By Robert Palmer, NORRAG
Technical and vocational skills development (TVSD) spans many domains; in many countries it exists in schools and institutes under the authority of multiple ministries, including of course the ministry of education and ministry of labour; it exists in the private sector in enterprises and private vocational institutes; it exists at pre-tertiary and tertiary levels; and there are huge amounts of TVSD in both formal and informal economies.
The financing of TVSD is equally complex, and can come in the form of public funding from national government (e.g. via the direct payment of teacher salaries or grants to institutions, or by tax incentives, scholarships, training vouchers), from individuals (via training fees), from enterprises (e.g. via fee payment, in-house training, levy-payments and other means), and from national or sectoral training funds (e.g. via grants, levy exemptions etc). TVSD financing can equally come from development partners – both DAC and non-DAC – in the form of project grants, soft loans or budget support.
Sustainable TVSD financing is not simply about getting more money for the pot, or even about using the money in the pot more efficiently. TVSD financing is intimately linked to the development and sustainability of quality, relevant and equitable training systems. TVSD financing mechanisms can themselves be used to promote TVSD policy objectives. It is therefore imperative that TVSD financing issues be discussed alongside TVSD objectives. However, more often than not, policy makers and politicians may view them more separately; and this degree of separation appears to have been carried into the post-2015 discussions on technical and vocational skills.
TVSD financing and post-2015 financing: in different silos
Over the last 10 years, the issue of technical and vocational skills has been rising on the policy and political agendas of many governments around the world (e.g see NORRAG News 48). In the post-2015 development agenda discussions over the last three years, technical and vocational skills have featured in many of the proposals put forward (see NORRAG working paper #6 Education and Skills Post-2015: What Evidence, Whose Perspectives?), and in the latest formal proposal of the Open Working Group on Sustainable Development Goals (SDGs), technical and vocational skills are the topic of three targets under the education goal. Accompanying this interest in securing ‘technical and vocational skills’ as part of a post-2015 education target have been some more recent discussions about what kinds of indicators might be used (e.g. see UN Statistical Commission, UNESCO Global Monitoring Report 2015, p.285-290, UN Sustainable Development Solutions Network). Inevitably, thinking on indicators for technical and vocational skills has been accompanied by discussions about lack of data and problems of monitoring (see the 2015 UNESCO GMR, p.127); an issue that has long been raised, including by this author (e.g. see 2008 paper on monitoring skills, and in earlier NORRAG blogs here, here, and here).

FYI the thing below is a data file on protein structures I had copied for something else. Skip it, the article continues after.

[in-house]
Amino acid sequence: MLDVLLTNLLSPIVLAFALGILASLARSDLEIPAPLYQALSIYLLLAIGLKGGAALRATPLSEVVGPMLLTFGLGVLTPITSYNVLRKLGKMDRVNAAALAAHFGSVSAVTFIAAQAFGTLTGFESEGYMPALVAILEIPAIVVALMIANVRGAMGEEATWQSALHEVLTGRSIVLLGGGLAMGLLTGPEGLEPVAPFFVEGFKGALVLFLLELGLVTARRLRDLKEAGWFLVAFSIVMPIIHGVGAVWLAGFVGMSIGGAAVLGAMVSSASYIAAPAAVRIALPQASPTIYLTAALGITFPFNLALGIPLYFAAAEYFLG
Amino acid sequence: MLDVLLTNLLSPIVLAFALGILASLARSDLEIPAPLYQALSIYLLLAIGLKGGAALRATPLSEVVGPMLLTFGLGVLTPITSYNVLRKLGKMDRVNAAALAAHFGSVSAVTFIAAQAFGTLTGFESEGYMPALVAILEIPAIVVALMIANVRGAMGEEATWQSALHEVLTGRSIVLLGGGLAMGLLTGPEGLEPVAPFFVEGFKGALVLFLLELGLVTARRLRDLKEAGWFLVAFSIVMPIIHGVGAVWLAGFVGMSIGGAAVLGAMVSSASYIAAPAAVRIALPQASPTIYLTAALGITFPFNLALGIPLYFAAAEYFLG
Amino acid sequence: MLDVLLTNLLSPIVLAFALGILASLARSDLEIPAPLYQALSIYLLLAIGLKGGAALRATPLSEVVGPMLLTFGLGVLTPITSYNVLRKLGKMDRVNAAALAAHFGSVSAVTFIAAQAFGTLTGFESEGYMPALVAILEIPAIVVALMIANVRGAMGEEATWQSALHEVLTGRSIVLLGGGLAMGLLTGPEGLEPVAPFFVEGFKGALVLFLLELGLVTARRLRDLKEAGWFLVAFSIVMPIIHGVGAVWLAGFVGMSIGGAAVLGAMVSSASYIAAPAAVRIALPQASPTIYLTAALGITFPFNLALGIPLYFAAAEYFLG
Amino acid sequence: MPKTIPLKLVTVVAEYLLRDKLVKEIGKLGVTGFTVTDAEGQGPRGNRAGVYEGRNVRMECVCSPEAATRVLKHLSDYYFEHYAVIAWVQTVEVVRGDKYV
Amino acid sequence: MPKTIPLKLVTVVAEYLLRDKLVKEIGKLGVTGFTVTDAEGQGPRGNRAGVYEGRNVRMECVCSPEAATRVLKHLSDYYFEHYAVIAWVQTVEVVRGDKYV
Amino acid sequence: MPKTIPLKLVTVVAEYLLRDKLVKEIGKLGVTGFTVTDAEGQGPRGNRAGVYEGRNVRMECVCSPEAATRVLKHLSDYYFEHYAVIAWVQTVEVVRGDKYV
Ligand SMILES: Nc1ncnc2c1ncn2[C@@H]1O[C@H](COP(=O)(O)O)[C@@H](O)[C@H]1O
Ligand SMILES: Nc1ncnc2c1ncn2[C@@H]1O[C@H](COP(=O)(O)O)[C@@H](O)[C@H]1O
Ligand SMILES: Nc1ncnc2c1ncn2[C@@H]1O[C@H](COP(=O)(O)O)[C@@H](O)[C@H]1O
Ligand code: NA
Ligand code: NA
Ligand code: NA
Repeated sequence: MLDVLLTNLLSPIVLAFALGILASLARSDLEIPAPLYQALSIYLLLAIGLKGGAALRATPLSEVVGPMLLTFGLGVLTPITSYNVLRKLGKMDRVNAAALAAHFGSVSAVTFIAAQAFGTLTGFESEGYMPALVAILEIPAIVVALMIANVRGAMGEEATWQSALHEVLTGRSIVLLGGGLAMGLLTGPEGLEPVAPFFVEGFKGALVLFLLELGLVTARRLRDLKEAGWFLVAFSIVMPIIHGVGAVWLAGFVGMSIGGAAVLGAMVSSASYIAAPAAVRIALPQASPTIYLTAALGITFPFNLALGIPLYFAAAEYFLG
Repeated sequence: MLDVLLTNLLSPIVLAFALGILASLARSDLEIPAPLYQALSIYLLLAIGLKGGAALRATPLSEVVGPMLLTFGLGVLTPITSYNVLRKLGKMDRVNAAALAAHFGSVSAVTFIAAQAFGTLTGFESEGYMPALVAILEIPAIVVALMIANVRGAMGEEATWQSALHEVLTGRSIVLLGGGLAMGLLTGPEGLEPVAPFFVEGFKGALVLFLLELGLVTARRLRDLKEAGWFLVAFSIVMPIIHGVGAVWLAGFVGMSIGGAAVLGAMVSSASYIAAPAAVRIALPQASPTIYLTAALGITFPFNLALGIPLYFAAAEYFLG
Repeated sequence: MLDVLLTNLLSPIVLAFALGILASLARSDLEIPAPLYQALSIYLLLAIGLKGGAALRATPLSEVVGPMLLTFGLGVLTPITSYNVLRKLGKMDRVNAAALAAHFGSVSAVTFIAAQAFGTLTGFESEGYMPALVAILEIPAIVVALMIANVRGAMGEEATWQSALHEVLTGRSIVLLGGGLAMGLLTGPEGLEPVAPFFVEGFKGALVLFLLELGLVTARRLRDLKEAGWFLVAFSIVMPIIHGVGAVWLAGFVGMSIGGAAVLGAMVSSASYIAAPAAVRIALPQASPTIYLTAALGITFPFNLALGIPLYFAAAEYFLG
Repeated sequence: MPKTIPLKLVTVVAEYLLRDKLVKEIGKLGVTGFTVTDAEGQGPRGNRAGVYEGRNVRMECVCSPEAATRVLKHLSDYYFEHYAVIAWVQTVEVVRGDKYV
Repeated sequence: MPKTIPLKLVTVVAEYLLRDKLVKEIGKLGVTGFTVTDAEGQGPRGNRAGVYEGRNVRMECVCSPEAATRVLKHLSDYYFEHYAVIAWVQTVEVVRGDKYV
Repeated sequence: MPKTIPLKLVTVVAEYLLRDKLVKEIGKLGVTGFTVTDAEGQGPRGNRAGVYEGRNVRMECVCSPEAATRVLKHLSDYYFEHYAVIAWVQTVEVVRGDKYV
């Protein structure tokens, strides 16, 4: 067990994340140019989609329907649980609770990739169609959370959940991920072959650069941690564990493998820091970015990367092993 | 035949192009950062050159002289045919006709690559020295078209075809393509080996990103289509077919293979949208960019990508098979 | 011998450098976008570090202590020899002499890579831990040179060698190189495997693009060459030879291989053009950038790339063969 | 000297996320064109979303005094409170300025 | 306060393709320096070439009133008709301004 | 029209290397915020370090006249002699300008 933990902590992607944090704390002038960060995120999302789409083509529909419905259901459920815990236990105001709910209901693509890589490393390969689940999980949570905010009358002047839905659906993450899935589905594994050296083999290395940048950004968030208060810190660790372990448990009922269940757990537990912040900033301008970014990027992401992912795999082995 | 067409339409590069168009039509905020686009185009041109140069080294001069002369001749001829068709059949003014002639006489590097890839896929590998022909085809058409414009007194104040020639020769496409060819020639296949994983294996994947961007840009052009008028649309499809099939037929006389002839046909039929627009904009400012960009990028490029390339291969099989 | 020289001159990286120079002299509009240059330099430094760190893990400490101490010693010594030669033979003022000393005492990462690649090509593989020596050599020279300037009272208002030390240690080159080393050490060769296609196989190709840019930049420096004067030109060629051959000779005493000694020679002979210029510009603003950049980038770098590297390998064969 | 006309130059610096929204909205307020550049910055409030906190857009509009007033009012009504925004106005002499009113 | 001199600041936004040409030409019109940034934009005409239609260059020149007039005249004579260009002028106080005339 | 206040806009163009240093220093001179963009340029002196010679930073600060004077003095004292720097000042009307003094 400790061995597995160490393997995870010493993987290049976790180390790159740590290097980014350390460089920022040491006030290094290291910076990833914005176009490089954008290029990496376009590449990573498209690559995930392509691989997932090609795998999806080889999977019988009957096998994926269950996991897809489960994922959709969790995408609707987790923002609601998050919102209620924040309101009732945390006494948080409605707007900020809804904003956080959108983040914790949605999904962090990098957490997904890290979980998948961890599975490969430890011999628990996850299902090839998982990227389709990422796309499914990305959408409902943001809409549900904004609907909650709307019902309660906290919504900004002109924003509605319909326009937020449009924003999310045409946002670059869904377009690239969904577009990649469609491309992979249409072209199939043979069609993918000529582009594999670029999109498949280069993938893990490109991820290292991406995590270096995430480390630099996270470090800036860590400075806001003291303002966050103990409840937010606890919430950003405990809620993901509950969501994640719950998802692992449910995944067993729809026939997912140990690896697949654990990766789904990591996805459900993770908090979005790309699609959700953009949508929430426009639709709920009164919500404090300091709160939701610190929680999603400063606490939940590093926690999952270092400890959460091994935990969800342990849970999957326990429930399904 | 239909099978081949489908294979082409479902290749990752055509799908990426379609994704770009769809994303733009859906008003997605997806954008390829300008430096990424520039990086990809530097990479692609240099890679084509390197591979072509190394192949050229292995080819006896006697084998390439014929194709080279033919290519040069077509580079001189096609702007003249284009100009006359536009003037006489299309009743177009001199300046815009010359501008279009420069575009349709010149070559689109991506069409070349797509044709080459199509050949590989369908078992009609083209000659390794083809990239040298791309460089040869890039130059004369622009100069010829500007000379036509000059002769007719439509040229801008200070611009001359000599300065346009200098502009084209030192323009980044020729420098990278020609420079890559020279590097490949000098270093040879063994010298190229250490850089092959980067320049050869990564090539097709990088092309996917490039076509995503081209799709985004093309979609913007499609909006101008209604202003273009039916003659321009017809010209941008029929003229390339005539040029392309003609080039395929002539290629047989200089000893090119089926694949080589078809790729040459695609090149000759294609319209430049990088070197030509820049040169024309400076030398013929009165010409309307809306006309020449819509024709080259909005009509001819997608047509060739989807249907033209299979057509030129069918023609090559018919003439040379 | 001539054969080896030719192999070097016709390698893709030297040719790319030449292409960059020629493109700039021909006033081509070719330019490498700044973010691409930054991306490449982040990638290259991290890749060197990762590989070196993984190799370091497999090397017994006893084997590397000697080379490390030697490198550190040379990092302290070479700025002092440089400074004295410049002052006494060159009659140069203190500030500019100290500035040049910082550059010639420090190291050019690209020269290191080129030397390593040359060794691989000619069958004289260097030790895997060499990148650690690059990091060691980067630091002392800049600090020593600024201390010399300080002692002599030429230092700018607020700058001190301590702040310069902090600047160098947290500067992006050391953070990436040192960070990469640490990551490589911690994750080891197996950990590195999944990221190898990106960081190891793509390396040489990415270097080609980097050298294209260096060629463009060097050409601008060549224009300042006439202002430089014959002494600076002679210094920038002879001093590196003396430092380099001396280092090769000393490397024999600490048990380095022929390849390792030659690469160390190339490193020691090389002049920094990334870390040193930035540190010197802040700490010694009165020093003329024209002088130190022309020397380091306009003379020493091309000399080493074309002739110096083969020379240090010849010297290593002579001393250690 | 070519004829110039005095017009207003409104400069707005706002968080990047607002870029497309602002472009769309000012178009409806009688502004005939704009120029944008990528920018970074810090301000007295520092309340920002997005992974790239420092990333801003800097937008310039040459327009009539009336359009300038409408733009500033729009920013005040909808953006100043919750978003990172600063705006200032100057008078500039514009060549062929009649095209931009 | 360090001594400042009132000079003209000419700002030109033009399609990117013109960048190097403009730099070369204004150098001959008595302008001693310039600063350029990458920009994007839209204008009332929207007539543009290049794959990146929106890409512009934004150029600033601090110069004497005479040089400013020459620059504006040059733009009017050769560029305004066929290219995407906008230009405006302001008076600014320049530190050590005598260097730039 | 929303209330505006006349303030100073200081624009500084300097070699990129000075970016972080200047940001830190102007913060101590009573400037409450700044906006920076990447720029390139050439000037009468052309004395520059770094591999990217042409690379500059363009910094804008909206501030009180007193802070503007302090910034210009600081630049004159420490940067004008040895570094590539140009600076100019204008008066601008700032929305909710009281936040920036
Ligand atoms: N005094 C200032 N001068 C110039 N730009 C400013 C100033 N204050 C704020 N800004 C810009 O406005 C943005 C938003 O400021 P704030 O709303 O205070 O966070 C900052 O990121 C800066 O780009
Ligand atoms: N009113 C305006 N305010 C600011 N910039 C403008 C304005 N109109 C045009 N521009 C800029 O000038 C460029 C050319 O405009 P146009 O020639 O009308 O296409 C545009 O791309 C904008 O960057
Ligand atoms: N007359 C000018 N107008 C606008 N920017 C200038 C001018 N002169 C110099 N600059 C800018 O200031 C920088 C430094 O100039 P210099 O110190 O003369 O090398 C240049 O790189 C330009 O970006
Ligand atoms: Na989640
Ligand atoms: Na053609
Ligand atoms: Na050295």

Meanwhile, the wider education post-2015 discussions have moved beyond talking just about indicators and monitoring to also talking about financing. Discussion has tended to focus on two main types of financing; including from governments (e.g. % of government budget allocated to education) and from donors (e.g. % of ODA or its equivalent allocated to education), with financing from other sources including the private sector being mentioned, but getting less attention. For general education, delivered in schools, this kind of financing focus on government budgets and donor money might make sense. But for technical and vocational skills financing, this focus is very narrow. It ignores what in many countries is the largest source of technical and vocational skills financing; direct and indirect financing from enterprises, including for on the job training in apprenticeships.
Forget about the price tag